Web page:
#FireKatehi Occupation Enters Fourth Week

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UC Davis students and community members have occupied the 5th floor of Mrak Hall since March 11. Chancellor Katehi has been under fire after the revelation of her paid board positions with DeVry University, King Abdullah University and textbook manufacturer Wiley & Sons . Photo by Stephen de Ropp
UC Davis students and community members have occupied the 5th floor of Mrak Hall since March 11. Chancellor Katehi has been under fire after the revelation of her paid board positions with DeVry University, King Abdullah University and textbook manufacturer Wiley & Sons . Photo by Stephen de Ropp

During finals week, most UC students occupy libraries, but at UC Davis, students occupied the chancellor’s office. Beginning on March 11, office hallways turned into study halls with pillows and blankets littering the waiting room as protesters occupied the 5th floor of Mrak Hall.

They demanded Chancellor Linda P.B. Katehi’s resignation or firing amid concerns about her seats on the boards of DeVry Education Group, King Abdulaziz University and Wiley & Sons textbook publishing company, from which she recently resigned.

“At a time when our students are facing ever increasing fees, class sizes and exorbitantly priced textbooks, the chancellor’s actions demonstrate poor judgment and weak ethical standards that have eroded our confidence in her leadership,” said 33 faculty members in a statement of solidarity on March 28.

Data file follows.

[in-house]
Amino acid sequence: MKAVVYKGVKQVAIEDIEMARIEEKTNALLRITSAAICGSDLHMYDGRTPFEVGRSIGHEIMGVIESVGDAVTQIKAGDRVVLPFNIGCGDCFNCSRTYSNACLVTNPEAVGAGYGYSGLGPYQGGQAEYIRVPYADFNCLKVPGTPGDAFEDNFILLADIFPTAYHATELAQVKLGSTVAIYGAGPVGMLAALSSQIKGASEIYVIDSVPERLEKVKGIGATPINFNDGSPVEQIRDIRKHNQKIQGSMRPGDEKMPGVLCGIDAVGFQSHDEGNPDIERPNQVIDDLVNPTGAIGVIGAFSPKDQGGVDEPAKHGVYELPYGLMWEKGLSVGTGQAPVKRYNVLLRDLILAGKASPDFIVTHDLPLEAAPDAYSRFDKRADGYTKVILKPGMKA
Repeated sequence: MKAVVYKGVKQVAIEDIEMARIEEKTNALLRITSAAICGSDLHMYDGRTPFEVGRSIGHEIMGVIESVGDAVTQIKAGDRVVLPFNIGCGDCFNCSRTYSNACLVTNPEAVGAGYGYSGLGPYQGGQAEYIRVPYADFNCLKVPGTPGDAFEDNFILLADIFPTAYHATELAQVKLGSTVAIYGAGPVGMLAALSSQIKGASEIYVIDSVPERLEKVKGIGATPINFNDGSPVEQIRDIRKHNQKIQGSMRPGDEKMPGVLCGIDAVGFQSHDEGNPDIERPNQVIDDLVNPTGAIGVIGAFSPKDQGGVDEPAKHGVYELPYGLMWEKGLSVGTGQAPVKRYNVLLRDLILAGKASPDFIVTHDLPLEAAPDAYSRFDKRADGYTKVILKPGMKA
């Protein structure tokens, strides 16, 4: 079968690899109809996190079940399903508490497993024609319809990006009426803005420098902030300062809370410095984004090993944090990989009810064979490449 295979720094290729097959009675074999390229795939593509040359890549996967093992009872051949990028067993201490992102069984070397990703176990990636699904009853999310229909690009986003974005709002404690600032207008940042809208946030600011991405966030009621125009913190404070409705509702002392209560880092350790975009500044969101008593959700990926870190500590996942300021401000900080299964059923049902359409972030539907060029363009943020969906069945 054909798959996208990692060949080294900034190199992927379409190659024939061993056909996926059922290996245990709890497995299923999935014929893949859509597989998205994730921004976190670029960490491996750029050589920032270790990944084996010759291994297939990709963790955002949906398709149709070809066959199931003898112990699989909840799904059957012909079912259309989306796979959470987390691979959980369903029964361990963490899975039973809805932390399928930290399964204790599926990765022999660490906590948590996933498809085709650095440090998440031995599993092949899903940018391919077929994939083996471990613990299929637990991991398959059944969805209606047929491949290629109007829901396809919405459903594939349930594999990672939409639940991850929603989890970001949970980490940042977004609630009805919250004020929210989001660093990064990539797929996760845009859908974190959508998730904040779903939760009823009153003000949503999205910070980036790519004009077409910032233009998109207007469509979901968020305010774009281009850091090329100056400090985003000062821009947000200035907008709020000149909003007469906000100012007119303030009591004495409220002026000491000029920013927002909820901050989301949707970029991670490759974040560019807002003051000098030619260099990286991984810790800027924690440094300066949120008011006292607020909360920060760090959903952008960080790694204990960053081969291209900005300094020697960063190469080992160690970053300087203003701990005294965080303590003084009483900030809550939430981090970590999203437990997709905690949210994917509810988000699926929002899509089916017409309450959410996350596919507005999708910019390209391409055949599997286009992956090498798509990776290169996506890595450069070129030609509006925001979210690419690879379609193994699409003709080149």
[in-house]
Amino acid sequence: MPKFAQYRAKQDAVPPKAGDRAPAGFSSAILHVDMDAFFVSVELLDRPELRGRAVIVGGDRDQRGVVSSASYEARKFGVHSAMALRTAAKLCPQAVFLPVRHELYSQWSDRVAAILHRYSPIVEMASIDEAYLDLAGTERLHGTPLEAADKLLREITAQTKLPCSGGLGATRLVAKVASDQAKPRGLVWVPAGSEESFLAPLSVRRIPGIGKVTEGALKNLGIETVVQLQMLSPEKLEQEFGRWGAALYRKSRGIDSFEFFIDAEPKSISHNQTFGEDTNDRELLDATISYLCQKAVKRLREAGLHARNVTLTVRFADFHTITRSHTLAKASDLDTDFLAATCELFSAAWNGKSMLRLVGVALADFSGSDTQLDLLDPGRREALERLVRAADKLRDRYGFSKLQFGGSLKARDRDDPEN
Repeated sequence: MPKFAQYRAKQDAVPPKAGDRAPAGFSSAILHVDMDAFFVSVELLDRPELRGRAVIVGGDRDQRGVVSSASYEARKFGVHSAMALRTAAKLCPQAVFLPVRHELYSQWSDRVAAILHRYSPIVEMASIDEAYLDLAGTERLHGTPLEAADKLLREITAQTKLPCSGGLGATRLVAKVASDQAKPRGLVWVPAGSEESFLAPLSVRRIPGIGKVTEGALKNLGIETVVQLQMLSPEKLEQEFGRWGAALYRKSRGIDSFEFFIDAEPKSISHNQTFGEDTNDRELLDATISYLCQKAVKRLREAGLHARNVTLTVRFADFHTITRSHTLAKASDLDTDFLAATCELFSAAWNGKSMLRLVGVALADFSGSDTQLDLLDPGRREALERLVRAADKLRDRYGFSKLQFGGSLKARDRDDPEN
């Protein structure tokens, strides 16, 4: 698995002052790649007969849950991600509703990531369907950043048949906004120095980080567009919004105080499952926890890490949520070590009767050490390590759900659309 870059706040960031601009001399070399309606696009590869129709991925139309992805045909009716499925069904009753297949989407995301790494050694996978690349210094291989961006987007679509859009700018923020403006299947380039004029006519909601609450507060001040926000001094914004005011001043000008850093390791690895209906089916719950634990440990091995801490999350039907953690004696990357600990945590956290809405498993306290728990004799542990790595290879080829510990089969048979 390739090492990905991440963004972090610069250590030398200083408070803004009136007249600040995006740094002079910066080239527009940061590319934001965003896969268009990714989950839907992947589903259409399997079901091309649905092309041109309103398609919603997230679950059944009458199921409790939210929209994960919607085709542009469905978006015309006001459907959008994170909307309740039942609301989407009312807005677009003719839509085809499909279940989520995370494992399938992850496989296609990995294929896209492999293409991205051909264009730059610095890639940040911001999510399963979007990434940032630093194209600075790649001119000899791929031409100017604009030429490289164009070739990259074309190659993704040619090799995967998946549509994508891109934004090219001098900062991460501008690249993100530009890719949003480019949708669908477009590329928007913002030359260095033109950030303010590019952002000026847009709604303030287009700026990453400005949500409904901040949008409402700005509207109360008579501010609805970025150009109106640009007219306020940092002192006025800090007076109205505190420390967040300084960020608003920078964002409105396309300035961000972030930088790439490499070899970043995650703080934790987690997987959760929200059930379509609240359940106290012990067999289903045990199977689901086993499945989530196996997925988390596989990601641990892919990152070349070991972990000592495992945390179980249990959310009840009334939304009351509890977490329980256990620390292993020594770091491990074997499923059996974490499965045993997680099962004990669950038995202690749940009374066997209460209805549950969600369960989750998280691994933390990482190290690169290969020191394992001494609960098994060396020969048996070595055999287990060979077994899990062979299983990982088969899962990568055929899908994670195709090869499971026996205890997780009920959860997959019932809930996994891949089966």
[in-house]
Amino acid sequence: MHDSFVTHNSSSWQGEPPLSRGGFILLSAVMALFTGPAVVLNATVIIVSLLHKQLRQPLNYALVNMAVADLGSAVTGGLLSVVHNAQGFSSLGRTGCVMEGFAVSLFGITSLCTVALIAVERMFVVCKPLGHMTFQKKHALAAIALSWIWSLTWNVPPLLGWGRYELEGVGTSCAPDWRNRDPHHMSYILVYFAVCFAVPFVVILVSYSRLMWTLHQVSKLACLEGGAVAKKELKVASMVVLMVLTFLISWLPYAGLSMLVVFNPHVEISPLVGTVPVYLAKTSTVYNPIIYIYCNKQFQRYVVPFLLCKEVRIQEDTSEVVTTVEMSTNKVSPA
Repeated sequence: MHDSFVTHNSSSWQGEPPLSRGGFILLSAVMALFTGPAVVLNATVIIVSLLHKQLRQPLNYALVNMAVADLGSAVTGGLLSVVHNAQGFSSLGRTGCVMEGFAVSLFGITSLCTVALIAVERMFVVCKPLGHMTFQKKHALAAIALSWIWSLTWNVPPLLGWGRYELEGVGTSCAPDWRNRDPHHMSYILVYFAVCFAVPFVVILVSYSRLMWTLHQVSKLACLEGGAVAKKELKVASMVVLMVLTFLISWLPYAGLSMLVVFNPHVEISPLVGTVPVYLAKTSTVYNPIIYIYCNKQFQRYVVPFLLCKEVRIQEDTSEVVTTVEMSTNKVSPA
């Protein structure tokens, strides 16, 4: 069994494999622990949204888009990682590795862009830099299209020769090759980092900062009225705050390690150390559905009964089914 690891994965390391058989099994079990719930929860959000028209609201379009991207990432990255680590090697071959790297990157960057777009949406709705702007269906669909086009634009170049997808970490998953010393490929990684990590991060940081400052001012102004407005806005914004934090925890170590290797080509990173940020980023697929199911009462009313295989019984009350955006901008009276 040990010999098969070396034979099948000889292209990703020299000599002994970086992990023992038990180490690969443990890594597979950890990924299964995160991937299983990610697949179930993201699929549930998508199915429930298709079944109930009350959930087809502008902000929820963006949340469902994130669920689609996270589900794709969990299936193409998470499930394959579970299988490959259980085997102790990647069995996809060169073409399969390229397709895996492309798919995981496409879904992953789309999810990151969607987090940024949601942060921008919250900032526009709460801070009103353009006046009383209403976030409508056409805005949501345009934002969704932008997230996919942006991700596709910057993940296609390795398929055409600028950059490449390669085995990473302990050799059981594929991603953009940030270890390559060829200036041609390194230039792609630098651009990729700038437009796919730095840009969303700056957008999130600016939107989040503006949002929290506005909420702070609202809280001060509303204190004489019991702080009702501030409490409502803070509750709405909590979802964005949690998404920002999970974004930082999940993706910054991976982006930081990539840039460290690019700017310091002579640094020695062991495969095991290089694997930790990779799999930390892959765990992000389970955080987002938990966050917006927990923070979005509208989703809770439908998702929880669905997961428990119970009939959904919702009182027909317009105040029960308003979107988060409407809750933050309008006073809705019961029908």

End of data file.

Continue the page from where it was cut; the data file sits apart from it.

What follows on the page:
“We are here to have Chancellor Katehi fired or resign,” said UCD fourth-year biological sciences major Fay Pao. “We want to spread the word to have her at least take responsibility for what is going on.”

As a paid member of Wiley & Sons, she made an additional $420,000 from 2012-14, adding to her UCD Chancellor annual salary of about $410,000. Likewise, as a sitting member of DeVry, Katehi would have accepted an annual salary of $70,000 along with $100,000 restricted in stock units. DeVry University, one of the largest for-profit U.S. colleges, has been accused of deceiving customers of job likelihood, employment and earnings of its graduates according to a lawsuit filed in January by the Federal Trade Commission.

“I did not think DeVry was an appropriate board for one of our chancellors to be involved in,” UC President Janet Napolitano said to the Sacramento Bee. “I didn’t think it was appropriate for the University of California’s reputation to be linked with DeVry.”

Mrak Hall is the administrative hub of UCD’s campus and houses the Chancellor’s Office. Photo by Stephen de Ropp
Mrak Hall is the administrative hub of UCD’s campus and houses the Chancellor’s Office. Photo by Stephen de Ropp

In addition to Katehi’s seats on corporate boards, occupiers are also calling for her resignation due to her failure to address anti-blackness, Islamophobia and transphobia sentiments on campus.

Last month, an African American UCD student was assaulted near her home after being targeted for her race. Three men from Sacramento were arrested and two were charged with assault and committing a hate crime.